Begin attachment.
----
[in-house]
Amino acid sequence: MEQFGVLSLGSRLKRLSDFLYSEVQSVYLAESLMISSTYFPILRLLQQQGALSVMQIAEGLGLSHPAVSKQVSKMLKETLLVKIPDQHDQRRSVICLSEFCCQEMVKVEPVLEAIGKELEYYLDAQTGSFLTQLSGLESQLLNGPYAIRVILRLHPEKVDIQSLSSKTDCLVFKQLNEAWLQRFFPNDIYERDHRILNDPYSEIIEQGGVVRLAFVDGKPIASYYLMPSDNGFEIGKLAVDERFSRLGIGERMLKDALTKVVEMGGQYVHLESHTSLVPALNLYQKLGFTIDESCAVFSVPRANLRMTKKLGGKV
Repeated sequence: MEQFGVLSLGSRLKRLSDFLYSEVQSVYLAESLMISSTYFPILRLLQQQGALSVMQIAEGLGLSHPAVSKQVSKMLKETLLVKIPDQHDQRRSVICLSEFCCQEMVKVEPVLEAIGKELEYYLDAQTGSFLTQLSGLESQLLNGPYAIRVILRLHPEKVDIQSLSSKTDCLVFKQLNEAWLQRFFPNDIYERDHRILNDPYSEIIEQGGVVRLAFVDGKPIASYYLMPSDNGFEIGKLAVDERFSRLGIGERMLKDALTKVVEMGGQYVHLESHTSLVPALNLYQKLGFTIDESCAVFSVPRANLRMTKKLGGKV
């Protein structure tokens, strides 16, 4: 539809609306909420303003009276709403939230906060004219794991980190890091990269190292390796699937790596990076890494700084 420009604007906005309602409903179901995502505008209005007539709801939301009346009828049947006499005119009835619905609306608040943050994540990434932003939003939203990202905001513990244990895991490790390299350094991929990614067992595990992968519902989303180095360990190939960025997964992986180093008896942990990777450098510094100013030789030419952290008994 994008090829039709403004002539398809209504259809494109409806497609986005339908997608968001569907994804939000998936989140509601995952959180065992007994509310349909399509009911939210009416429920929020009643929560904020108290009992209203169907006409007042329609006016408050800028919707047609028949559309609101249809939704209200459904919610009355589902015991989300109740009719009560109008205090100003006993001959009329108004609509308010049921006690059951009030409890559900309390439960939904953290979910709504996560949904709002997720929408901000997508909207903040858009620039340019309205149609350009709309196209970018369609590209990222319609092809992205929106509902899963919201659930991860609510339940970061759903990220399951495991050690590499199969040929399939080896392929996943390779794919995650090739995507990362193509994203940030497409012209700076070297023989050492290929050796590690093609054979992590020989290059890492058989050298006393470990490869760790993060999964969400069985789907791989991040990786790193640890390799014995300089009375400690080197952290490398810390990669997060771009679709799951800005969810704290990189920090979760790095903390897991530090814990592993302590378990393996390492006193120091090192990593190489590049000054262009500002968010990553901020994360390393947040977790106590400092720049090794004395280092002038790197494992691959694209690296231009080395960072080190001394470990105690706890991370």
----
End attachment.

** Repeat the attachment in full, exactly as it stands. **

[in-house]
Amino acid sequence: MEQFGVLSLGSRLKRLSDFLYSEVQSVYLAESLMISSTYFPILRLLQQQGALSVMQIAEGLGLSHPAVSKQVSKMLKETLLVKIPDQHDQRRSVICLSEFCCQEMVKVEPVLEAIGKELEYYLDAQTGSFLTQLSGLESQLLNGPYAIRVILRLHPEKVDIQSLSSKTDCLVFKQLNEAWLQRFFPNDIYERDHRILNDPYSEIIEQGGVVRLAFVDGKPIASYYLMPSDNGFEIGKLAVDERFSRLGIGERMLKDALTKVVEMGGQYVHLESHTSLVPALNLYQKLGFTIDESCAVFSVPRANLRMTKKLGGKV
Repeated sequence: MEQFGVLSLGSRLKRLSDFLYSEVQSVYLAESLMISSTYFPILRLLQQQGALSVMQIAEGLGLSHPAVSKQVSKMLKETLLVKIPDQHDQRRSVICLSEFCCQEMVKVEPVLEAIGKELEYYLDAQTGSFLTQLSGLESQLLNGPYAIRVILRLHPEKVDIQSLSSKTDCLVFKQLNEAWLQRFFPNDIYERDHRILNDPYSEIIEQGGVVRLAFVDGKPIASYYLMPSDNGFEIGKLAVDERFSRLGIGERMLKDALTKVVEMGGQYVHLESHTSLVPALNLYQKLGFTIDESCAVFSVPRANLRMTKKLGGKV
């Protein structure tokens, strides 16, 4: 539809609306909420303003009276709403939230906060004219794991980190890091990269190292390796699937790596990076890494700084 420009604007906005309602409903179901995502505008209005007539709801939301009346009828049947006499005119009835619905609306608040943050994540990434932003939003939203990202905001513990244990895991490790390299350094991929990614067992595990992968519902989303180095360990190939960025997964992986180093008896942990990777450098510094100013030789030419952290008994 994008090829039709403004002539398809209504259809494109409806497609986005339908997608968001569907994804939000998936989140509601995952959180065992007994509310349909399509009911939210009416429920929020009643929560904020108290009992209203169907006409007042329609006016408050800028919707047609028949559309609101249809939704209200459904919610009355589902015991989300109740009719009560109008205090100003006993001959009329108004609509308010049921006690059951009030409890559900309390439960939904953290979910709504996560949904709002997720929408901000997508909207903040858009620039340019309205149609350009709309196209970018369609590209990222319609092809992205929106509902899963919201659930991860609510339940970061759903990220399951495991050690590499199969040929399939080896392929996943390779794919995650090739995507990362193509994203940030497409012209700076070297023989050492290929050796590690093609054979992590020989290059890492058989050298006393470990490869760790993060999964969400069985789907791989991040990786790193640890390799014995300089009375400690080197952290490398810390990669997060771009679709799951800005969810704290990189920090979760790095903390897991530090814990592993302590378990393996390492006193120091090192990593190489590049000054262009500002968010990553901020994360390393947040977790106590400092720049090794004395280092002038790197494992691959694209690296231009080395960072080190001394470990105690706890991370």